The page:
I am FAR FAR FAR from being too knowledgable about this sacrament, but I don’t think a person should be at all surprised if the advice is not very helpful. Sure, one hopes that it will be, but the main point, by far, of going to confession is the absolving of sins.
If I myself decide I want to maximize my chance of getting good advice generally for my soul, I’d find a confessor I feel can understand me who I have some kind of connection with.
Like others I’ve had helpful advice and not so helpful advice. I’ve had a priest be what I thought was mean to me when I was doing good, and be easy on me when I know I wasn’t doing so good. I look at the tough experiences as opportunities to grow in humility.
But regardless I try to avoid evaluating it based on emotion. If my emotions were in accord with reason it would be one thing. But mine definitely aren’t. The good aspect about confession or doing anything good lacking a positive emotional outcome is that by continuing to do this good without the helpful emotions you are growing in virtue. It is easy to do something when you are motivated, as emotions can do for you. But it is more challenging when you don’t have that help.
I always worry that my confessions are invalid because I feel nothing afterwards, I got accustomed to them. And I always confess the same sins. Anger is my main sin, not to others, inward anger, to the point of punching people repeatedly in the face but in my imagination. I was about to ask if that is mortal. Is it? I never know if I am in a state of grace or not. Never.
I once had a priest tell me the devil had his hooks in me.
He wasn’t wrong. Sometimes we don’t need comfort.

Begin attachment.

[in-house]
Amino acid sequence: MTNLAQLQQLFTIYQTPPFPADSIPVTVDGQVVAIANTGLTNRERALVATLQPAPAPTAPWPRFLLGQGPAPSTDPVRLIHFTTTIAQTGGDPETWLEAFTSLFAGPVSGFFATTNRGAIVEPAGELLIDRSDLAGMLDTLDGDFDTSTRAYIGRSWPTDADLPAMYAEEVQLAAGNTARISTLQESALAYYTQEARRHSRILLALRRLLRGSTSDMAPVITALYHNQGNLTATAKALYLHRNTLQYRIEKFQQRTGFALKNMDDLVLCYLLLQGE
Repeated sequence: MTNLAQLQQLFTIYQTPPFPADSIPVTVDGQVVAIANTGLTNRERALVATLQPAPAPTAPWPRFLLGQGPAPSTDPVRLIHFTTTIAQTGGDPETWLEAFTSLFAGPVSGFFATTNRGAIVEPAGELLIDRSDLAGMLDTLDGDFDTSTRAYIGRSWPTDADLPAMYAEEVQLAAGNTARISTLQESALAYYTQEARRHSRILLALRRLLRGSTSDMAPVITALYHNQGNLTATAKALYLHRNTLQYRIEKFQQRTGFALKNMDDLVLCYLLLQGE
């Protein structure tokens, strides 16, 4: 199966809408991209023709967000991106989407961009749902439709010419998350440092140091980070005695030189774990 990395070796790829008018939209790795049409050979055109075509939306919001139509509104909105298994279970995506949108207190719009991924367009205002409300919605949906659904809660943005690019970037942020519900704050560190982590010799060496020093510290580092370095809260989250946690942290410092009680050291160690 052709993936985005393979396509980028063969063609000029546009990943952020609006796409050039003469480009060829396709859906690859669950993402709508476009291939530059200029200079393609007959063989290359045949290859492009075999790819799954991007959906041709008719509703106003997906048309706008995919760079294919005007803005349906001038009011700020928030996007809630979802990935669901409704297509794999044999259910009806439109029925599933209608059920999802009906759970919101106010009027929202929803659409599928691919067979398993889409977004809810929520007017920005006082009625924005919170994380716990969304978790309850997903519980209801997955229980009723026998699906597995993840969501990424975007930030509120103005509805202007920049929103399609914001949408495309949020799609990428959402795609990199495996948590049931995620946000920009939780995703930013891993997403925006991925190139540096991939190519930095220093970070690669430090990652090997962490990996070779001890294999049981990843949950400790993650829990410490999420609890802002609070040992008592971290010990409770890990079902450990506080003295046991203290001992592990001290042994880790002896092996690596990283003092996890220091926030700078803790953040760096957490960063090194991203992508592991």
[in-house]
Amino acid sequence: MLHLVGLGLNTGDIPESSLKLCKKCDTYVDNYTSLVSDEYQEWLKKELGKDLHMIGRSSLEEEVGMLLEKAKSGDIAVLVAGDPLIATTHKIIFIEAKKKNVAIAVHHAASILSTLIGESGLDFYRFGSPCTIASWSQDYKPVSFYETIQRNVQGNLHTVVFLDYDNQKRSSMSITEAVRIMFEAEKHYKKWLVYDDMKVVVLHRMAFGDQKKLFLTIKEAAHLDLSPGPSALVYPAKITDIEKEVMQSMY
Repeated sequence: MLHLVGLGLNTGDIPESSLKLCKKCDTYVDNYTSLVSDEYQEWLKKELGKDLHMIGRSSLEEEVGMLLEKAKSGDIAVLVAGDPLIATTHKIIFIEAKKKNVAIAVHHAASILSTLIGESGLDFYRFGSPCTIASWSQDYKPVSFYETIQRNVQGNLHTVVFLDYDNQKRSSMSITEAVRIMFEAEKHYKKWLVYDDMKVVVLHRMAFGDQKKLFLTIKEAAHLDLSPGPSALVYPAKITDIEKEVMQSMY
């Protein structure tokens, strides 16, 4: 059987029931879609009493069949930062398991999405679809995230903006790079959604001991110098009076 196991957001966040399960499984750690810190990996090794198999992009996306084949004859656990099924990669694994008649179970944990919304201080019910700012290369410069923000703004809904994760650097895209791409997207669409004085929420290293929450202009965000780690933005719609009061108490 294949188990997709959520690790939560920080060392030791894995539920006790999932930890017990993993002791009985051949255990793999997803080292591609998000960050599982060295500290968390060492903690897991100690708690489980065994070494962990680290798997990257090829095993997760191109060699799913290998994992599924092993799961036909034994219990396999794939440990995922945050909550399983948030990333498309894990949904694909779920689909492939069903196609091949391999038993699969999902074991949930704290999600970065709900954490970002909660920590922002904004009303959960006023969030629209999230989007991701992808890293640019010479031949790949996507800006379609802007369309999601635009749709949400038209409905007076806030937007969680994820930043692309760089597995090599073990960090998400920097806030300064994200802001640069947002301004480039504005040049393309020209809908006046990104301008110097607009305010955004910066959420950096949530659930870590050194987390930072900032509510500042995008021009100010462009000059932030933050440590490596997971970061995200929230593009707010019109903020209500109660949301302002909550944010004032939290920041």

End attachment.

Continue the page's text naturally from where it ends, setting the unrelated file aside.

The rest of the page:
Honestly though, my normal confessor knows me quite well and always gives great advice in the confessional, however this post brings up the question as to whether it’s a good idea to conduct spiritual direction in the confessional. Another priest I go to frequently only gives you your penance and absolution, nothing more, nothing less.
I will once commented to a priest friend of mine about a similiar experience to the OP (not write the same, but similiar). He told me my problem was I was looking for spiritual direction and the confessional was not the place for this.
I have to wonder a bit why the priest says anything at all then beyond just absolution, and perhaps a statement of empathy (like if you go in there and say you’re having a difficult family situation, it might be nice for the priest to say, “I understand how hard that can be.” )
But I’m not going to lose sleep if they do say something, when much of the time, even their short speech is helpful. Also, even when what they say is off the mark, the response shows they actually listened and heard what I said, so I know they are paying attention, which is a good thing.